China visit – antique furniture, stoneware and pottery ordered and on the way soon
I met my main contact here in Beijng on Sunday morning and headed straight off to Panjiayuan – the large weekend antique market near the centre of the city. The market is made up of hundreds of little stalls and shops offering some furniture but mostly smaller pieces such as jewellery, jade, artwork, pottery or traditional crafts. In front of the main area is a smaller courtyard where dozens of hawkers lay out their wares on mats and rugs. Most of the items on offer are of very little value – I’ve seen everything from Mao’s little red books (mostly fake I understand) to early telephones and wireless sets, as well as shards of pottery, watches and stones. I avoid this part of the market as it takes time and a keener eye than mine to find the odd valuable item among the huge selection of fakes and general tat.
Instead we first headed to some of the stalls and shops that I have dealt with before to pick up some nice accessories – silk and jade tassels, silk embroidery, photos and decorative jade or wooden calligraphy brushes. We also took a short detour to the new warehouse of a pottery supplier I had bought from before – located not far from the market. As well as the usual green or blue and white pieces, there were some interesting designs that I hadn’t seen before – vases, ceramic stools and pots. We put together an order for several pieces that will be included on our next container from Beijing for arrival in the UK in the new year. It was then back to the Panjiayuan to check out the vendors selling stoneware at one end of the front square. There is a large selection, ranging from smaller carvings of buddhas, horses or temple lions right up to oversized statues – many of which would need a crane to shift. I chose a few smaller items including some nicely carved marble elephants and stone seated buddhas.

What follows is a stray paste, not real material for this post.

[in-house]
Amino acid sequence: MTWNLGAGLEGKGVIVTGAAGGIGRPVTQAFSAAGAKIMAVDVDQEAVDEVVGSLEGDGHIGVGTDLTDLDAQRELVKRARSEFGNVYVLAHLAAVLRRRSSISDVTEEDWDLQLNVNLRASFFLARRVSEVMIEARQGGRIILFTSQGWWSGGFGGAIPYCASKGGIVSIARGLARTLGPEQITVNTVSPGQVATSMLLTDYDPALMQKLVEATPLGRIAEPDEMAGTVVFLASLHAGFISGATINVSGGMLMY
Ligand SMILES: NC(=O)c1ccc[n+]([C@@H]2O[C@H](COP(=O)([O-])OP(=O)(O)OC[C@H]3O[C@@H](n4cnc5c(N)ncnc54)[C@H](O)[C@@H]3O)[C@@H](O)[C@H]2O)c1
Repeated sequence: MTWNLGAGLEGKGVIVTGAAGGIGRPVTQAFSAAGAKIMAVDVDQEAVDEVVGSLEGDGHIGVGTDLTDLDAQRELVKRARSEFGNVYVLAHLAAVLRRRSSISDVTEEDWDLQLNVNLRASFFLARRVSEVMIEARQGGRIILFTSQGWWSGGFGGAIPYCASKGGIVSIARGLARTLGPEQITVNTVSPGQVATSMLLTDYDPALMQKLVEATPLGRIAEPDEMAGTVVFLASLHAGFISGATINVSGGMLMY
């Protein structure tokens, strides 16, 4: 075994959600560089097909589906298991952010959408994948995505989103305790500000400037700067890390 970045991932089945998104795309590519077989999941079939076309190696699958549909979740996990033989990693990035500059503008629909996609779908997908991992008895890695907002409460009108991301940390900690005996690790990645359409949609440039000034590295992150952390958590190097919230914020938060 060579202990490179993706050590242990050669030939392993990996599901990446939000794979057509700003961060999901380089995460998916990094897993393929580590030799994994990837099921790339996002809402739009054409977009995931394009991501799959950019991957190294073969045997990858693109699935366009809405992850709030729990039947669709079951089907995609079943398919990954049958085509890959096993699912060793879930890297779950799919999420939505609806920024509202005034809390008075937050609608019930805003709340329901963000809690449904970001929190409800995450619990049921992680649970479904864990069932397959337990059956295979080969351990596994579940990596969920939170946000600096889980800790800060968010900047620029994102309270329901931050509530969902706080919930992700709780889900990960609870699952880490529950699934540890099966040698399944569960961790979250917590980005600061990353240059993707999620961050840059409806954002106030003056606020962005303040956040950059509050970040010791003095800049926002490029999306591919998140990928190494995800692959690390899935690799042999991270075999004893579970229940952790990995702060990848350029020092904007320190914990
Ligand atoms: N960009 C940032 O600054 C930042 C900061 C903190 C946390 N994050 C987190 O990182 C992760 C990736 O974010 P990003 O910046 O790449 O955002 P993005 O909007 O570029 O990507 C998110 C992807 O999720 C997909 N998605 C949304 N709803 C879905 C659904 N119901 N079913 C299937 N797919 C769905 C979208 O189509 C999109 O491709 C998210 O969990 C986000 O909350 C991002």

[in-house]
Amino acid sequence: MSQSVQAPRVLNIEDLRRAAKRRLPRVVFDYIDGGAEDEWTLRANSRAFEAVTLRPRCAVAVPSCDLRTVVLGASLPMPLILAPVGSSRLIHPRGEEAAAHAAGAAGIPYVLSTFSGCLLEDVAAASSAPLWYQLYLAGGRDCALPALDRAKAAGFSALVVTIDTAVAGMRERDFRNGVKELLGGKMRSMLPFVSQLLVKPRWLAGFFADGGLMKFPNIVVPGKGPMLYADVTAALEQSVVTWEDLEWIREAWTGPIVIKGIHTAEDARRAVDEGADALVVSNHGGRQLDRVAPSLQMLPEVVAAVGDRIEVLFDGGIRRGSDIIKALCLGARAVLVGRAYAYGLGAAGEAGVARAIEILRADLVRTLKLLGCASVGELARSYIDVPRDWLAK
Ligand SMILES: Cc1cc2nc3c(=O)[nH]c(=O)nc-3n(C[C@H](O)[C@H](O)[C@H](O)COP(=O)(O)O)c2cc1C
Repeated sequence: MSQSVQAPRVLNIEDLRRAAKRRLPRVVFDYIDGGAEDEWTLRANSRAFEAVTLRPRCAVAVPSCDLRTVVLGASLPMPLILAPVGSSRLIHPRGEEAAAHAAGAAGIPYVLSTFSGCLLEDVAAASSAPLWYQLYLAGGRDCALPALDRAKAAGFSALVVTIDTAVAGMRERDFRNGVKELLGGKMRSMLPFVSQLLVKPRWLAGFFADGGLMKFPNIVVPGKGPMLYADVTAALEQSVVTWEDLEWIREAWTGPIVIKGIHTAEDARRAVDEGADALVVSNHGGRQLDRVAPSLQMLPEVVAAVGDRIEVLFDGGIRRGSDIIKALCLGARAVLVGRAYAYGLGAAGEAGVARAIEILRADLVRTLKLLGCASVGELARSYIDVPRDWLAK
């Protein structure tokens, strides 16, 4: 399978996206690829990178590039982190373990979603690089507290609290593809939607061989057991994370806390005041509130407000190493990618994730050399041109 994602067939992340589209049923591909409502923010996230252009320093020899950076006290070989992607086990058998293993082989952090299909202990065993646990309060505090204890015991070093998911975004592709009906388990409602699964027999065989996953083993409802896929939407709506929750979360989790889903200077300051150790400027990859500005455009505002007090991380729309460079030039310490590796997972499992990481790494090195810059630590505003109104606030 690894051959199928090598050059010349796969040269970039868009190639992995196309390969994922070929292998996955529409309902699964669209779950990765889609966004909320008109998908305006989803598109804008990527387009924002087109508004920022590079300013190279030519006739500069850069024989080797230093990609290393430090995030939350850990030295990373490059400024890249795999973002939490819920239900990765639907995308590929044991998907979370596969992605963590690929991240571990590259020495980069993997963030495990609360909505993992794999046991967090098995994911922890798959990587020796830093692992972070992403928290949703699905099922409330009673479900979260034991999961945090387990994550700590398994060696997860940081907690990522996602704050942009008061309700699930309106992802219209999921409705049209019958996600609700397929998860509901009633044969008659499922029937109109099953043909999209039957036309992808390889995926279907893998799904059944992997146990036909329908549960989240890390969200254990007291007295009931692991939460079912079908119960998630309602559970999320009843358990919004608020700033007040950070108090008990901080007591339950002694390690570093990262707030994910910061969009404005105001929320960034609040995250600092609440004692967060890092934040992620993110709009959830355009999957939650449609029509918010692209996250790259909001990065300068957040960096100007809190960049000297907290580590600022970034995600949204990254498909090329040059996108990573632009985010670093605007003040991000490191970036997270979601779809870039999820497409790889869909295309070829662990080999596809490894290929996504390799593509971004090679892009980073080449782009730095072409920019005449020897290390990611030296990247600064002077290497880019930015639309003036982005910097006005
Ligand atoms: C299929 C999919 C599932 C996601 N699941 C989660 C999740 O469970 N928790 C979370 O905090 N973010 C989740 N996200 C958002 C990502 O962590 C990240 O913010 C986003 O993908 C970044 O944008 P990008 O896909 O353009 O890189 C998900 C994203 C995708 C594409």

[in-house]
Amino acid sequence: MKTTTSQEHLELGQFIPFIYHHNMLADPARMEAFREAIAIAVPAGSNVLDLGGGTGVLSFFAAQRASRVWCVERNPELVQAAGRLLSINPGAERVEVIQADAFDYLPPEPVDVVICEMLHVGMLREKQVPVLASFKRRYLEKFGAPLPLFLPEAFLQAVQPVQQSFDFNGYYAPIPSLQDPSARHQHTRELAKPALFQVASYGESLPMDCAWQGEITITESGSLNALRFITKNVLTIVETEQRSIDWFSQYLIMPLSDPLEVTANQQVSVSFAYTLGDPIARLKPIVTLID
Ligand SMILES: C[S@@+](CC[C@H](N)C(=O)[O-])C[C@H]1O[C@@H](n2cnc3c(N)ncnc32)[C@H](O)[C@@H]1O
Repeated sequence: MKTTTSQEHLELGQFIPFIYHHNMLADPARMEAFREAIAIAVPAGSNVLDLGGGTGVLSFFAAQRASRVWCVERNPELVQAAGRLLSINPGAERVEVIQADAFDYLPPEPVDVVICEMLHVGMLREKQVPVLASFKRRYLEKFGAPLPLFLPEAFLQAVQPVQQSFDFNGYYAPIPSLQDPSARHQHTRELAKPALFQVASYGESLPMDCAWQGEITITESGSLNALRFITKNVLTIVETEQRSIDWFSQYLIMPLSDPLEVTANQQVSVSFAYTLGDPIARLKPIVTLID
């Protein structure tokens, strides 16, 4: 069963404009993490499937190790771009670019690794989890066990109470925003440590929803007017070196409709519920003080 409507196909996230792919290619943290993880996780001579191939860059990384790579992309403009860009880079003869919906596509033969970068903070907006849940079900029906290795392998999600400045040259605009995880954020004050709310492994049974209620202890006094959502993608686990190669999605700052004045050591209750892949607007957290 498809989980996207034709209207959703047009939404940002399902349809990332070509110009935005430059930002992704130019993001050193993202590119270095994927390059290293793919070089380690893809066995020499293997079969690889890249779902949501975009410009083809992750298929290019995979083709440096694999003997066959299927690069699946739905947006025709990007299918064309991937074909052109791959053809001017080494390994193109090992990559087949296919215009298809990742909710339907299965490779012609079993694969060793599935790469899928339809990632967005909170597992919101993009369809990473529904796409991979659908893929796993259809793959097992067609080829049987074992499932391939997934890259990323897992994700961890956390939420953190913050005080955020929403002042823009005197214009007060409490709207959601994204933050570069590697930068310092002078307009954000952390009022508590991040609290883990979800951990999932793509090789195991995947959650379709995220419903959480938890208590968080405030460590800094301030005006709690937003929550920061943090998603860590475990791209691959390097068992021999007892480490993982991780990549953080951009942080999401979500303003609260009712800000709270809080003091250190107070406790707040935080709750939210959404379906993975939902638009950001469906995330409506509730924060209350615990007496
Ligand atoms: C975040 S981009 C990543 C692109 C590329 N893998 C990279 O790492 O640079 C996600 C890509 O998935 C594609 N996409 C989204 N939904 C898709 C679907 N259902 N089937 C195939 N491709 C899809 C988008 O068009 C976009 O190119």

|Antique ‘tiger chest from the Qinghai and Tibet border||Stone buddhas in the grounds of the Beijing antique workshop||Qinghai red and gold decorated cabinet||Stone Mongolian Jars in the grounds of the Beijing antique workshop|
The next day was sunny but bitterly cold so I was glad of the long, padded, ex-army coat that I was loaned – ideal for keeping warm in unheated, drafty warehouses. I spent the day with my main supplier here, reviewing the new ‘Beijing stock’ section of our website and previewing some of the antique cabinets and tables that will very soon be added to this collection. We will continue to increase the selection of stock held in Beijing that can be viewed in this part of our website in order to give as wide a choice as possible, so look out for the latest items in the next week or so.
While there I also chose about 20 antique cabinets, trunks and tables from the warehouse for our next container. These included a beautiful large cabinet from Qinghai in western China, still with its original red lacquer and refined gold decoration – a type of piece that is difficult to come by nowadays. As soon as we have photos and further details of these items they will also go up on the website.
Lastly we discussed ideas for future reproduction furniture and looked at some recent pieces that they have been making for other customers in America and Europe, including some beautiful solid wood dining tables. As the price of reclaimed elm wood has become increasingly expensive in China they have been for some time using other materials as well – particularly poplar and pine. The finish they achieve with these though is very different from the pine finish we are used to in the UK. The wood is worked to have a deep, very attractive grain and texture rather than the flat, uninteresting look that we are used to seeing on most cheap pine furniture. We hope to offer some of this furniture in the future, initially available to order direct from Beijing, but perhaps later from stock held in the UK.